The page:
Definition of Religion

When “worship”, in order to fulfill the rights of the relationship between a servant and His Lord, prescribes metaphysical and ethical bases, determines rituals and stipulates limits, then in the terminology of the Qur’ān, this is called “religion” (dīn). The form of this religion which the Almighty has explained to mankind through His Prophets is called “the religion” (al-dīn) by the Qur’ān, and its followers are directed by the Qur’ān to fully adopt it in their lives and not create any divisions in it.

Contents of Religion

The metaphysical and moral bases of this worship which have been prescribed by religion are called al-Hikmah, and the rituals and limits prescribed for it by religion are called al-Kitāb by the Qur’ān. The latter is also called sharī‘ah, which means law.

al-Hikmah has always remained the same in all revealed religions; however, al-Kitāb has remained different due to evolution and change in human civilizations and societies.

A study of divine scriptures shows that the sharī‘ah constitutes the major portion of the Torah and the hikmah generally constitutes the Injīl. The Psalms are hymns which glorify the Almighty and are a forerunner to the hikmah of the Injīl. The Qur’ān was revealed as a masterpiece of literature comprising both sharī‘ah and hikmah giving warning to those who evade it and glad tidings to those who follow it.

al-Hikmah basically comprises the following two topics:


1. Faith

2. Morals and Morality


al-Kitāb comprises the following ten topics:


1. The Sharī‘ah of Worship Rituals

2. The Social Sharī‘ah

3. The Political Sharī‘ah

4. The Economic Sharī‘ah

5. The Sharī‘ah of Preaching

6. The Sharī‘ah of Jihād

7. The Penal Sharī‘ah

8. The Dietary Sharī‘ah

9. Islamic Customs and Etiquette

10. Oaths and their Atonement


This is all as far as the content of religion is concerned.


Read URL:


  Debate and Discuss

Forum: Islamic Customs and Etiquette

Module 1: Sneeze and the reply

Jhangeer Hanif (Moderator)

What is the ceremonial reply to a sneeze and what is the wisdom behind it?



Is it "Yarhamukallah", but I do not know the wisdom behind it.


Jhangeer Hanif (Moderator)

Do you know what the reply means?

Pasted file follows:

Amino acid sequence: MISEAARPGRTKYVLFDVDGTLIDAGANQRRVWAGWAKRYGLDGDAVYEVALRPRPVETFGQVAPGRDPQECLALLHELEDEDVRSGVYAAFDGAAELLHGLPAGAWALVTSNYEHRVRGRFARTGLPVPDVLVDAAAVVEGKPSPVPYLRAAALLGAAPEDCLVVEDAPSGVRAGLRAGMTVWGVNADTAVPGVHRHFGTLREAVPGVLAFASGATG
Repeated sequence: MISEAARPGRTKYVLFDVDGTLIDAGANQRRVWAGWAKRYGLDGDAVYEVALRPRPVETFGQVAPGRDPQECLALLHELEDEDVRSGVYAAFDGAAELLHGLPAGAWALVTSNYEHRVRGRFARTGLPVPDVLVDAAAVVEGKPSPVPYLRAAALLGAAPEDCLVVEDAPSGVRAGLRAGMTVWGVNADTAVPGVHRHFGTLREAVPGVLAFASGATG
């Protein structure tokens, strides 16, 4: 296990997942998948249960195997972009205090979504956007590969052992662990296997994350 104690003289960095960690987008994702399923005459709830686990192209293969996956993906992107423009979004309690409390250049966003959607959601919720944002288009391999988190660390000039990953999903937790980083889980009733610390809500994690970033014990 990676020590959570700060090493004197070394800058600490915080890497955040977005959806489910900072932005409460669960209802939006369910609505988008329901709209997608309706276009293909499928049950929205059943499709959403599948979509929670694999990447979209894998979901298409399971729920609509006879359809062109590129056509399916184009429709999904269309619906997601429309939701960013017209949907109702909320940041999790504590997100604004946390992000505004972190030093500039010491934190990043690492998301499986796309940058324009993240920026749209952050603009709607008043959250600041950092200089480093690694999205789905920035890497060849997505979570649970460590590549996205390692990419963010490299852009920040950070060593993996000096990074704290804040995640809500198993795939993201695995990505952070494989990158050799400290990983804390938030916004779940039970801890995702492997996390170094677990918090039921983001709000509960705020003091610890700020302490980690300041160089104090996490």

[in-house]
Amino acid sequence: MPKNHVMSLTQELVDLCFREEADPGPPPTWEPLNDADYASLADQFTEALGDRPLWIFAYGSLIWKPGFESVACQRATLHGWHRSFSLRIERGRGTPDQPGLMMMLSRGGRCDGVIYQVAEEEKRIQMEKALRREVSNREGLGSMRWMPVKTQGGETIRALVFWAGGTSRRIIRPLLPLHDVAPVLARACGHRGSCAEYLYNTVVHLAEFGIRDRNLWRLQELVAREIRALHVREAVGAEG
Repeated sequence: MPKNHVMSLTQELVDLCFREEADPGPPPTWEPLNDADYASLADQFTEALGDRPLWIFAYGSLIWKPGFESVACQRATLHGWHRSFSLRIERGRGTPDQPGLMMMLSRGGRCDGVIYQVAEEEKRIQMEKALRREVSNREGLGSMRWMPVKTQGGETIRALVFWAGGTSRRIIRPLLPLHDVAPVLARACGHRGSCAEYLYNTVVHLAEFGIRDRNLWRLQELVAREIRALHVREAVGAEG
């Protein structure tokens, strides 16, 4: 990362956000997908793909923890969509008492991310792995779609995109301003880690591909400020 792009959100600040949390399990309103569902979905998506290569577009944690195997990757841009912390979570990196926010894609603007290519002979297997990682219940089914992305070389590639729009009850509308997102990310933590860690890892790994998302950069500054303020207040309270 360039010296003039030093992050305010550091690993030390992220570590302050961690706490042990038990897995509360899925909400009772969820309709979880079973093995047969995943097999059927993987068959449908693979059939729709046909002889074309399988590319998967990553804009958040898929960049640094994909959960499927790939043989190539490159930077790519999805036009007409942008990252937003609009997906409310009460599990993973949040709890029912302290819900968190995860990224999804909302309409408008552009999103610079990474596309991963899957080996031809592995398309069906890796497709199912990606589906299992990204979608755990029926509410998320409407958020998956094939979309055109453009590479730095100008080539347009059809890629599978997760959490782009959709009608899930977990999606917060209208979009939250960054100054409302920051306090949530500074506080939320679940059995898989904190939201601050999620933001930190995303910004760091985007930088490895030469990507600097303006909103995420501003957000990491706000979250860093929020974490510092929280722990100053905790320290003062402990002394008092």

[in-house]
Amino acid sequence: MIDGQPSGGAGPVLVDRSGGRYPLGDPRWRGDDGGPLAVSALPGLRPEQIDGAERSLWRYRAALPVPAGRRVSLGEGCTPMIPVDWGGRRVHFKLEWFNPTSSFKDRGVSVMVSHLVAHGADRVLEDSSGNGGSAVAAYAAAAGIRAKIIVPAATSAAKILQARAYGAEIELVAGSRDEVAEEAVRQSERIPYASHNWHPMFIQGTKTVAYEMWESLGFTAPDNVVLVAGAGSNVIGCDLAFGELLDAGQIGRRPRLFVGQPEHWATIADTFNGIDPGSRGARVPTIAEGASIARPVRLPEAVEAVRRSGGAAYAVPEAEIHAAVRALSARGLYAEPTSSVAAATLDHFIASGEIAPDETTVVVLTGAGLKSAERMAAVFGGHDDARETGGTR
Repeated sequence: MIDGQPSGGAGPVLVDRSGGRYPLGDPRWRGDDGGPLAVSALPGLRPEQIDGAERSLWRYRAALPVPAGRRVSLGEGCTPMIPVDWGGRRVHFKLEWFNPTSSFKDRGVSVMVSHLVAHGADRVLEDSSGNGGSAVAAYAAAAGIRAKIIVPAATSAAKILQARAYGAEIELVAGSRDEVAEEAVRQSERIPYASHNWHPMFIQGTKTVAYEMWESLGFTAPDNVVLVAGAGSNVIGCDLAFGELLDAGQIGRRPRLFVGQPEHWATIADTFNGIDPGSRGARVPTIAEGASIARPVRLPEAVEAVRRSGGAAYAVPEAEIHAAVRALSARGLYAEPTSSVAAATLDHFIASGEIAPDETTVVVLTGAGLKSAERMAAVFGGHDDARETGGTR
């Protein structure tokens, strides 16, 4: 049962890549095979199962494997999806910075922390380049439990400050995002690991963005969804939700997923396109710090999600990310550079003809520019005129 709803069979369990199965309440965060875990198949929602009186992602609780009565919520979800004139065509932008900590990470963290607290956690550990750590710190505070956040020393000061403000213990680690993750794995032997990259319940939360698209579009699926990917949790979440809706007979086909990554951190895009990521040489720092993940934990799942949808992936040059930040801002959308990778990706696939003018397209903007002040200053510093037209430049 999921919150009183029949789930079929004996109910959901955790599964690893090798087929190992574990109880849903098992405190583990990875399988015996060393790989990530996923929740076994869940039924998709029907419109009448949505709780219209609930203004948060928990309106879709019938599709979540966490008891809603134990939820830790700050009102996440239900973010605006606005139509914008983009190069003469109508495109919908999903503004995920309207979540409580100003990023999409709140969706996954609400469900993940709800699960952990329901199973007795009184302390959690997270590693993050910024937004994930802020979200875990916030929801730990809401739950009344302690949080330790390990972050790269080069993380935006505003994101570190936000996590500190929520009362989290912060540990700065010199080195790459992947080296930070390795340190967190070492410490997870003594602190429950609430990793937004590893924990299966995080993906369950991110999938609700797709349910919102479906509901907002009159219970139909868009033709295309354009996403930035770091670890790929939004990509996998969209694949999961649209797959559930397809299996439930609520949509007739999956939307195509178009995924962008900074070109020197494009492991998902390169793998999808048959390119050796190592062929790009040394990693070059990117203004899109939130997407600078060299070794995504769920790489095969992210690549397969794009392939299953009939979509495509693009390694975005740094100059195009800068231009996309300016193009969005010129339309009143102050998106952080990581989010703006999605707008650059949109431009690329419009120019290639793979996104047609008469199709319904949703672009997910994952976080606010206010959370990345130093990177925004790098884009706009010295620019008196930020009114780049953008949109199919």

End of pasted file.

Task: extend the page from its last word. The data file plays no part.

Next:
Yarhamukallah is said to remind is that we will get blessings from Allah only when we are grateful for what we have. What an awesome thing to say! Growing up we always used to say "God bless you" with out thinking anything behind it.


Jhangeer Hanif (Moderator)

That's right. We need to ponder on what we are accustomed to do.



I thought "YURHAMAKALLAH" meant that you wished that person "RAHMA" , which is equivilent to peace/blessings. Please correct me if i am wrong.


Jhangeer Hanif (Moderator)

Actually, there are two things involved in case a person has a sneeze. One is that the person who sneezes says "Al-Hamdulillah" (Gratitude be to Allah) and the other is that the person who hears these words "Gratitude be to Allah" says: "Yarhamukallah" (Allah's mercy be upon upon) to the first person.

The response of the first person to a sneeze denotes that Allah will descend upon His mercy upon those who are grateful to Him. The second reply is actually to invoke the mercy of Allah for the one who is thankful to the Lord.



The reason for this thankfulness might be that when we sneeze , all the dust particles and germs sticked in our wind pipe (with cilia) are sneezed out......this is the great blessing of ALLAH that our windpipe become clean again..........therefore we should thank ALLAH for it....for greater rewards of following SUNNAH we can do it in Arabic (ALHAMDULILLAH) but otherwise can also say it in our native language (in my opinion) like 'Thank GOD'



A sternutation, sternutatory reflex or, more commonly known, sneeze is a semi-autonomous, convulsive expulsion of air from the nose and mouth. This air can reach speeds of 70 m/s (250 km/h or 155 MPH). Sneezes spread disease by producing infectious droplets that are 0.5 to 5 µm in diameter, about 40,000 such droplets can be produced by a single sneeze.[1]
Sneezing is generally caused by irritation and some times bacterial clog up in the throat, lungs or in the passages of the nose. Allergens such as pollens, pet dander, house dust mites, as well as non-allergenic particles are usually harmless, but when they irritate the nose the body responds by expelling them from the nasal passages. The nose mistakes strong odors, sudden chills, bright lights (see photic sneeze reflex), and even orgasms in some people for nasal irritants, and it tries to defend itself with a sneeze.

Itz really honest to thank Allah when we come across such a big event exposed by our body.





Express and Explain:


General Discussion Forum